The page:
Artificial intelligence sparks ‘Game of Thrones’ in the chip industry

The unstoppable advance of AI is changing the rules, creating new winners and losers in the increasingly important semiconductor sector. Here is a review of the battles being waged in the supply chain and the main players fighting for dominance

Artificial intelligence sparks ‘Game of Thrones’ in the chip industry
Nvidia CEO Jensen Huang during a company presentation in San Jose, California, last March.Justin Sullivan (Getty Images)
Marimar Jiménez

For the chip industry, 2024 is the year of bouncing back. The sector is rallying amid the rise of cloud platforms and artificial intelligence. According to the World Semiconductor Trade Statistics, global chip sales rose by 16.3% year-on-year last January, to $39.7 billion, and are forecast to end the year 13.1% up from the $526.8 billion recorded in 2023.

These figure show that something is brewing in the industry, which plays a key role in all sectors. Nvidia — which saw its profit rise by 769% in the last quarter of 2023 — has become a symbol of this rise. Nvidia’s market capitalization rose to almost $2.2 trillion and the firm is threatening to overtake Apple to become the second-most valuable technology company in the world. The Dutch company ASML and Taiwan’s TSMC are also seeing record highs in the stock market, with shares surging 48% and 57.6%, respectively, in 2023.

Indeed, a few days ago, the ratio between the semiconductor sector and the S&P 500 soared past the levels seen at the pinnacle of the dot-com bubble. The chip rally has been buoyed by forecasts from firms such as the Wells Fargo Investment Institute, which revealed that in 2025, Amazon, Microsoft, Google and Meta will spend nearly $200 billion a year on building new data centers to manage the rise of AI. Adding to the furor were reports from consulting companies such as Canalys and Gartner, which predicted that AI-enabled smartphones and PCs will account for 45% and 43% of total sales of cell phones by 2027. None of these advances can happen without AI chips that can handle the massive amounts of computing power required for learning and inference in new AI-enabled applications.

Behind the optimistic forecasts lies a power struggle between the companies that make up the supply chain of this powerful and cyclical industry, which now moves at the pace set by AI. And each link in the chain is experiencing its own Game of Thrones, with winners (those who have jumped on the AI bandwagon early) and losers, the laggards who are struggling to make inroads.

Foundries firm up positions

Foundries — companies that manufacture logic chips for third parties — are in battle, with TSMC, Samsung and Intel engaged in the fiercest competition. Currently, the reigning leader is TSMC, which in 2023 recorded total sales of $69.3 billion, compared to Intel’s $54.228 billion and Samsung’s $50.99 billion. Its share of the global foundry market reached 57.9% in the third quarter of last year, a far cry from Samsung’s 12.4%, according to the latest TrendForce data.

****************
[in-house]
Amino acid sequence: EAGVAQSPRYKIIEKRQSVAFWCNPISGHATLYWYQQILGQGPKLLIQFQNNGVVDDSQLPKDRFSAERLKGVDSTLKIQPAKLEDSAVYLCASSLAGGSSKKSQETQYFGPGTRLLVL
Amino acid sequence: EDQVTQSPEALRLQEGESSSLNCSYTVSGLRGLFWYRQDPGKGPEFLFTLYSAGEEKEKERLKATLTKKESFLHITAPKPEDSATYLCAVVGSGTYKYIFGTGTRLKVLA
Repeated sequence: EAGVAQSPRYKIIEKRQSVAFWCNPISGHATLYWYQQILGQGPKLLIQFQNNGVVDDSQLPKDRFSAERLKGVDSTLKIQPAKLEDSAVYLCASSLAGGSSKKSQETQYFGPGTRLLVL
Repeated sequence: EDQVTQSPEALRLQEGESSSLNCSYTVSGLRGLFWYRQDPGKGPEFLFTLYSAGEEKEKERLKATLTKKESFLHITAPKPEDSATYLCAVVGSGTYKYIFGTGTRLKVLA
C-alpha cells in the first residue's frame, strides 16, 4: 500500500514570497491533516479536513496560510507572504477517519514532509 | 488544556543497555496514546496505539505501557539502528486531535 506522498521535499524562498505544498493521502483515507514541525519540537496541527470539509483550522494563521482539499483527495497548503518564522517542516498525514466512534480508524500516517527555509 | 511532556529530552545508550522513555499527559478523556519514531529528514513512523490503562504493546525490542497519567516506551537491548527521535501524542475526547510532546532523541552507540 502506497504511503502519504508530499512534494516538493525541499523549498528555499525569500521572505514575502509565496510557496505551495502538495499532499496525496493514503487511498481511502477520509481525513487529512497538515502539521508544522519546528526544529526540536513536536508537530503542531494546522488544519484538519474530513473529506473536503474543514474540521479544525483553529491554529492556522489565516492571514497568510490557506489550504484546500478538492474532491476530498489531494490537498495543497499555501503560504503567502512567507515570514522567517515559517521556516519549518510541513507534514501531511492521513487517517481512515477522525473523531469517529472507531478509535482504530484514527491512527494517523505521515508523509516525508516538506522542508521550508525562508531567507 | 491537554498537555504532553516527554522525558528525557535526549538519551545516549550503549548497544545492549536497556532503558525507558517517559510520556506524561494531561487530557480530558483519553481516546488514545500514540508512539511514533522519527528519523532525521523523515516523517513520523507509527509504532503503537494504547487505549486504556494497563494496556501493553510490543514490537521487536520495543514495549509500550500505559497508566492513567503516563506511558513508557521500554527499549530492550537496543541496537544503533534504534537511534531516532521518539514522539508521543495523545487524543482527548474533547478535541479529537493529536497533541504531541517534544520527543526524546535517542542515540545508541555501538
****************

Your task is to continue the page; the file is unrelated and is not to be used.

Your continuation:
The Taiwanese manufacturer — the main supplier of Apple and Nvidia — produces more than 90% of 5-nanometer chips and analysts expect it to maintain its leading position with the upcoming 3-nanometer and 2-nanometer chips, not only because of its advanced technology but also because foundry customers rarely switch suppliers. Moreover, as CEO C.C. Wei recently noted, although TSMC’s competitors may catch up in terms of processes and technology, “our success lies in the pure wafer foundry model and our commitment not to compete with our customers.”

But the battle for AI chips — which require advanced assembly of cutting-edge logic and memory chips — could change the leaderboard. TSMC knows this and has allied with South Korea’s SK Hynix to take on Samsung, the only one of the big three that can act as a one-stop shop in the manufacture of AI chips. In this context, it is important to remember that a new battlefront is also opening up over high-bandwidth memory (HBM) chips for AI tasks, where SK Hynix and Samsung, along with U.S.-based Micron, are competing for control of the market. Samsung has said it aims to be the world’s leading producer of memory chips and system semiconductors by 2030.

Trailing behind, Intel and Japan’s Rapidus are also trying to join the 2-nm chip battle. The U.S. company — which undertook an ambitious reorganization three years ago after suffering major commercial and technological setbacks — is building foundries in Arizona, Ohio, New Mexico and Oregon. It will also begin building plants in Germany and Japan. Intel wants to be the second-largest foundry by 2030 and believes the pull of AI will drive demand for its server processors. It unveiled its own next-generation chips in late December.

The foundries business is set to make good returns this year, following a challenging 2023 due to high inventory levels across the supply chain, a weak global economy and a slow recovery in the Chinese market. AI is expected to boost annual revenues in the market by 12% to $125.24 billion. In 2023, it fell by 13.6% to $111.54 billion. Emilio García, an industry analyst, says that “it is possible that revenues will be positively affected by the recent 7.3 intensity earthquake in Taiwan and the drought, which will slightly strain supply chains at a time of high demand and raising prices.”

For Samsung, Intel and Rapidus, the challenge is attracting customers to expand their market share, but it will not be easy as TSMC has a very close relationship with companies such as Nvidia, AMD and Apple. They will have to show they have a competitive edge when it comes to technology and costs, although Intel will also play the Made in America card, which may be starting to pay off. At an Intel event in February, Microsoft CEO Satya Nadella said that the company would be a customer of Intel’s future foundries in the U.S.

The battle for AI chips

The rise of AI applications has created a strong demand for specific processing units (GPUs, CPUs with accelerators or hybrids). Nvidia, AMD and other companies such as Intel are vying to be the leading suppliers of these components, which are key to the operation of applications such as ChatGPT and Gemini. Tech companies are buying enormous volumes of AI chips: OpenAI acquired 30,000 for the launch of ChatGPT 4.0, Elon Musk bought 10,000 to develop Grok, Meta has reserved more than 350,000 for its AI service... And most of them have been bought from Nvidia, which has become the undisputed queen of the fabless AI chip suppliers.